- Portfolio manager Eric Nuttall expects oil to return to $100 a barrel in 2023.
- The end of coordinated SPR releases, the gradual reopening of the Chinese economy and sanctions on Russian crude could push oil prices up in 2023.
- Bank of America expects Brent crude to quickly cross $90 a barrel on the back of a dovish stance at the US Federal Reserve.
Eric Nuttall, Partner and Senior Portfolio Manager at Ninepoint Partners LP, told the Financial Post that oil prices will return to $100 a barrel in 2023. According to analysts, many of the headwinds that have lowered oil prices this year including will not be politics. China’s own non-coronavirus spread, and coordinated releases of Strategic Petroleum Reserves by several governments, are in 2023. Combined with sanctions on Russian oil and gas, this should drive up oil prices. He also expected the energy sector to continue to outperform other market segments due to the high demand for oil and gas stocks.
Nuttall isn’t the only bull here.
Last week, Bank of America predicted that Brent crude would quickly top $90 a barrel on the back of a dovish drive by the US Federal Reserve and a “successful” economic reopening by China.
Bank of America predicted that Brent crude prices – currently trading at $77.93 – will average $100 a barrel in 2023 thanks to a recovery in Chinese oil demand after the reopening of the coronavirus coupled with a drop in Russian supplies by about 1 million barrels per day. . According to the investment bank, OPEC+ is likely to fully implement a cut of 2 million barrels per day in an effort to boost oil prices.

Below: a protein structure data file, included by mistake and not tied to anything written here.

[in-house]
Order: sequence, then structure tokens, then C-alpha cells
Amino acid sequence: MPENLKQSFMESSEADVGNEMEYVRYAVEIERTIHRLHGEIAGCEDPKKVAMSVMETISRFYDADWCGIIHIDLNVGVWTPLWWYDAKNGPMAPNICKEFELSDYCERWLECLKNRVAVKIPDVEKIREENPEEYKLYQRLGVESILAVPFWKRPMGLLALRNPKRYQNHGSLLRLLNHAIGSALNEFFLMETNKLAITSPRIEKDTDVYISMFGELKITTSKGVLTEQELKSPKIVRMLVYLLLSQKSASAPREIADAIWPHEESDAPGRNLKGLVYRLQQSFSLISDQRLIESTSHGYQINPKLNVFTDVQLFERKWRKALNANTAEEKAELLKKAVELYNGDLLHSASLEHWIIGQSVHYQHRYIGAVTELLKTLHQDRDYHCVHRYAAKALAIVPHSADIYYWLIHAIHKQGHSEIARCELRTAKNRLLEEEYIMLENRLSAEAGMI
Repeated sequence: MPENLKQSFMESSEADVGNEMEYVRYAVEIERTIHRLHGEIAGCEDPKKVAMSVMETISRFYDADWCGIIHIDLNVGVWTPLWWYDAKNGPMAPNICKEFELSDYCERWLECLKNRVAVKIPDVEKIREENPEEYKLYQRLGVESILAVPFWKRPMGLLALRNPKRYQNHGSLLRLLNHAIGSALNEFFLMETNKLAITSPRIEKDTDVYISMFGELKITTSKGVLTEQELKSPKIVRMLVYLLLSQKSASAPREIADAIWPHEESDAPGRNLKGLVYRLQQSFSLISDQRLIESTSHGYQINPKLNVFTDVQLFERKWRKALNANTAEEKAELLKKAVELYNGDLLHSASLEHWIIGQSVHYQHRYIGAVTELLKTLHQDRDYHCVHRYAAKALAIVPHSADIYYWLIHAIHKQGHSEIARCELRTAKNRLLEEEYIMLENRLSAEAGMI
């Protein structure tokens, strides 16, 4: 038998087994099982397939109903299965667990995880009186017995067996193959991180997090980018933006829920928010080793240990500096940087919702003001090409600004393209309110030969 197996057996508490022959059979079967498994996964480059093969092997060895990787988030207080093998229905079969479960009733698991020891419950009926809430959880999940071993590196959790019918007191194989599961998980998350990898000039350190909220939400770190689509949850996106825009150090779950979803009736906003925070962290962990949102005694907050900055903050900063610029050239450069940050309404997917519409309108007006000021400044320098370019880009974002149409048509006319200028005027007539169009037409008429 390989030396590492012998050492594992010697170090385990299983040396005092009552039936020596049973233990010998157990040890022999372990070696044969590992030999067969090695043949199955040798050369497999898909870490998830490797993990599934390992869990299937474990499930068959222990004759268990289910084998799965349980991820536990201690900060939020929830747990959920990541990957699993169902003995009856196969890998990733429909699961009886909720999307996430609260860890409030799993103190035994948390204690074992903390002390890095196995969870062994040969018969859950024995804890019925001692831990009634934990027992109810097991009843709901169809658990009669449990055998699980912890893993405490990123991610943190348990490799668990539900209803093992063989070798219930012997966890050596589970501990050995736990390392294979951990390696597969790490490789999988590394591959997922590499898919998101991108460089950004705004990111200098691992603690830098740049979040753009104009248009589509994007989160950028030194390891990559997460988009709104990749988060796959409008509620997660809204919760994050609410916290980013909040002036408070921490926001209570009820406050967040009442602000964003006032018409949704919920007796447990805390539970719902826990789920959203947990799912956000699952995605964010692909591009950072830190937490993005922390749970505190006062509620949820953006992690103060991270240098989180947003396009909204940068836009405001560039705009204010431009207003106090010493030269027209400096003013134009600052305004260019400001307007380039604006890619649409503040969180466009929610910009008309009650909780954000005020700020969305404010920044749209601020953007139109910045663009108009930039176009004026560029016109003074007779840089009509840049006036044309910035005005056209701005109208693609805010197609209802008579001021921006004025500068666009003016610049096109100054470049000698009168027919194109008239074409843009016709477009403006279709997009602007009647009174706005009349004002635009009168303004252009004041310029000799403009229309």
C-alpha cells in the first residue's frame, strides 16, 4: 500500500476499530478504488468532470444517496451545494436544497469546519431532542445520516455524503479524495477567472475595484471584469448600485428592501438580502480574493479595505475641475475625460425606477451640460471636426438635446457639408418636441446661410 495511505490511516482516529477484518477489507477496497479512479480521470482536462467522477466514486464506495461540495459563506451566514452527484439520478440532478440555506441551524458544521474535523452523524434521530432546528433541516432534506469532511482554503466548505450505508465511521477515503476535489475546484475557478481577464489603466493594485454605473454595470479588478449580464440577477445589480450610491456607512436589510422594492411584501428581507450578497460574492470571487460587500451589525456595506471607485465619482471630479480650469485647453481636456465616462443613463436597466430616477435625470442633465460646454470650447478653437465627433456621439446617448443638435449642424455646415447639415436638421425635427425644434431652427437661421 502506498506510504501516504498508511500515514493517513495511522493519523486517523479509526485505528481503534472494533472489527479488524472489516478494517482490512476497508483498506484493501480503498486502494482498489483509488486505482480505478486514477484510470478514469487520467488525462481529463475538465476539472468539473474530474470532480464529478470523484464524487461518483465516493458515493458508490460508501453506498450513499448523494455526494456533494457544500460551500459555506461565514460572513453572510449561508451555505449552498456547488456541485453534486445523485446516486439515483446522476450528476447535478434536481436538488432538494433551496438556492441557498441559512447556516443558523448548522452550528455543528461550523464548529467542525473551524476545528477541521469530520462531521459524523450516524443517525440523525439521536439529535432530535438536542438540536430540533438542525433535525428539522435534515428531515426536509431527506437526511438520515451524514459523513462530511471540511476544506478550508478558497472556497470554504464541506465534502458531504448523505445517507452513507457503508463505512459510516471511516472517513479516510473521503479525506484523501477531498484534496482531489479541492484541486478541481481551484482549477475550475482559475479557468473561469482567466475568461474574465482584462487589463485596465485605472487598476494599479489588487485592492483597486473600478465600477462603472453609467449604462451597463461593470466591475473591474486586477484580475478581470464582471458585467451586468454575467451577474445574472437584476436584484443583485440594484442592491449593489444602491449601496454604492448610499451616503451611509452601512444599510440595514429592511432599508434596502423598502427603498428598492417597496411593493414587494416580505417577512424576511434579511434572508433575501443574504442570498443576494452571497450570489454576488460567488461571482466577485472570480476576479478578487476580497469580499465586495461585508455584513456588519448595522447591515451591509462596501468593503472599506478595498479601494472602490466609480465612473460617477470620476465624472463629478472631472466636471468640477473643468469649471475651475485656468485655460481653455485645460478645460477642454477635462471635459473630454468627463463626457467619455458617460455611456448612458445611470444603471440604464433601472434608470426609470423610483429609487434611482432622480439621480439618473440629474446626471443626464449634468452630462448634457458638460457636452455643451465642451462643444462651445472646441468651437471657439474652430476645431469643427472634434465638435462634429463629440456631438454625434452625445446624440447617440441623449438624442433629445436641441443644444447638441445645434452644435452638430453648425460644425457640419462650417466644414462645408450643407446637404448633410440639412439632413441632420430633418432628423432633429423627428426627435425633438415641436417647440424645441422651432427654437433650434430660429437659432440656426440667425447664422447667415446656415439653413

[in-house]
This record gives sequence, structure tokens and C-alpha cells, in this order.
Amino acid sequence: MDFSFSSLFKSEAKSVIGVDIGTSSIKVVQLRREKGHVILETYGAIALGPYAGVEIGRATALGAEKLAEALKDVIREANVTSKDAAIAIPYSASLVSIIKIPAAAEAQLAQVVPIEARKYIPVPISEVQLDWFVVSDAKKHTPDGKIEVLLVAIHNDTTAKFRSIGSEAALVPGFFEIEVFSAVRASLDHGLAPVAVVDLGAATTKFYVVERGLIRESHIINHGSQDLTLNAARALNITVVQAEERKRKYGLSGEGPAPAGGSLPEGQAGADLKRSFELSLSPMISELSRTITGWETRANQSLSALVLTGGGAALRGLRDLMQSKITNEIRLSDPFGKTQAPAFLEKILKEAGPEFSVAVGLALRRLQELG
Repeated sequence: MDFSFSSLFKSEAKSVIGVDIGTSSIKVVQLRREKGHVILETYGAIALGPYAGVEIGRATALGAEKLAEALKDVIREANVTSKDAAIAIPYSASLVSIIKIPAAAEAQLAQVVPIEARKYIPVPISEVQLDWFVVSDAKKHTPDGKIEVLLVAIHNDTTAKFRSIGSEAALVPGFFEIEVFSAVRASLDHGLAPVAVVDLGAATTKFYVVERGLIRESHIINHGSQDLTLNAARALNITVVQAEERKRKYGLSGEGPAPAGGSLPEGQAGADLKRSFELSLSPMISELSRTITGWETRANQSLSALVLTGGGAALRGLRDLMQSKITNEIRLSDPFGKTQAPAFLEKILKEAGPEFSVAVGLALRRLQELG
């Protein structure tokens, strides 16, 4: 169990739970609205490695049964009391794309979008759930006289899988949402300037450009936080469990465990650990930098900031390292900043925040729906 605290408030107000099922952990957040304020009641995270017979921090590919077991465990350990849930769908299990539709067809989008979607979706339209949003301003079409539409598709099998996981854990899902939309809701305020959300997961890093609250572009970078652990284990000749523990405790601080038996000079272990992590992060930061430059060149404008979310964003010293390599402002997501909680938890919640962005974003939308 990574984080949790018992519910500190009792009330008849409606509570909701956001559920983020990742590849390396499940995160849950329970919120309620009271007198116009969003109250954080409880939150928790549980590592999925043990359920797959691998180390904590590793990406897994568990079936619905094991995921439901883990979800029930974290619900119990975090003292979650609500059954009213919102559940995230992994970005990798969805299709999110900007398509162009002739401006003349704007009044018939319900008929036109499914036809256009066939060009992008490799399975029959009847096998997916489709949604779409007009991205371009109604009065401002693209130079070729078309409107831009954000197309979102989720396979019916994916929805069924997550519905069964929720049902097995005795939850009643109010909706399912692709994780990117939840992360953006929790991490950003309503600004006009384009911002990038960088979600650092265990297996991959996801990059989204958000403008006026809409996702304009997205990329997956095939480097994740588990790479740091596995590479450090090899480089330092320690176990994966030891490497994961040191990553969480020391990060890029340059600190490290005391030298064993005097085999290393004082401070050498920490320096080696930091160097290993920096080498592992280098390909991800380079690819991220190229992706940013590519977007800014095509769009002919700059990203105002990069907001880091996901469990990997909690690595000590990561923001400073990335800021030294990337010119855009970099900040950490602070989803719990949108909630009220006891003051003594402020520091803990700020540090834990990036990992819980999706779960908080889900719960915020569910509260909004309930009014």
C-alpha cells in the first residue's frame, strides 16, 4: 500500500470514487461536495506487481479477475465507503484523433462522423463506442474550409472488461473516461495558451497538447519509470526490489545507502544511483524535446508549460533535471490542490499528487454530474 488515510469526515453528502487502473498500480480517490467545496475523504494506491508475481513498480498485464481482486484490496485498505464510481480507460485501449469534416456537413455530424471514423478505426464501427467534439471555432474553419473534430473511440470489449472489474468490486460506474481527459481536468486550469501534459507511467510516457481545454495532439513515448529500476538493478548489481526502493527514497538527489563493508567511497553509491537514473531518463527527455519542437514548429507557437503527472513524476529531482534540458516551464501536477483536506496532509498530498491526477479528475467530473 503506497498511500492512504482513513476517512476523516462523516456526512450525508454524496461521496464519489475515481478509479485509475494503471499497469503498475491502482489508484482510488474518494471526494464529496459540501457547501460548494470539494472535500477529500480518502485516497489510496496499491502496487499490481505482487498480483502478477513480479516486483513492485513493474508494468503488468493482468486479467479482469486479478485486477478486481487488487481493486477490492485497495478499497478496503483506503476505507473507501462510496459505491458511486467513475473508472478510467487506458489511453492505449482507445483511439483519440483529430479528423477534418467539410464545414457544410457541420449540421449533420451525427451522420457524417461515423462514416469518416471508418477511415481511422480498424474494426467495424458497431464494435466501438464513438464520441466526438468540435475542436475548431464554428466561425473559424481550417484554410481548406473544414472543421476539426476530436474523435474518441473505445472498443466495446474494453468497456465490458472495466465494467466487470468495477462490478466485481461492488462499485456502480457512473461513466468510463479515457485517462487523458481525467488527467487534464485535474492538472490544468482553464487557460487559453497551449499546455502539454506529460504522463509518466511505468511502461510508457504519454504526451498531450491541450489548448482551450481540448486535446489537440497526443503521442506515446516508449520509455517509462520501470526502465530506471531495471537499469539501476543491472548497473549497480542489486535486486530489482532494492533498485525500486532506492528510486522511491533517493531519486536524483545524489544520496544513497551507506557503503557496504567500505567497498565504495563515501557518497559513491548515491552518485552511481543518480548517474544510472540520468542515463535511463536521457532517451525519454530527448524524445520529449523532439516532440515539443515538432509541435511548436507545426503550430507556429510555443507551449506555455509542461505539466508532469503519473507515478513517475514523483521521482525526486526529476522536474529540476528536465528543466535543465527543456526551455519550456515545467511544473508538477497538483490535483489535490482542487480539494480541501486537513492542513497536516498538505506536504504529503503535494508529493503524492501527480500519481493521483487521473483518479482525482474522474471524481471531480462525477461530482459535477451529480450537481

The forecast came at a time when oil prices have been steadily declining on concerns that a weak global economy may curb demand for the fuel. Last week, Beijing announced the most sweeping changes to its strict Covid-19 guidelines, including easing testing requirements and travel restrictions. Furthermore, people with Covid-19 but only mild or no symptoms are now allowed to isolate at home instead of recovering in centrally managed facilities.
“Our outlook for oil demand and prices for 2023 depends heavily on strong demand growth in China and India, so any delay in reopening Asia could affect the expected price path,The bank said, adding that the path to a post-pandemic environment may not be easy.Given the low levels of immunity in China.”
Crude oil futures have given up nearly all of their gains for the year, posting their biggest weekly losses in more than eight months, as restarting major pipelines eased supply concerns along with lingering concerns about a global recession and weak demand for crude from China.
By Alex Kimani for Oilprice.com
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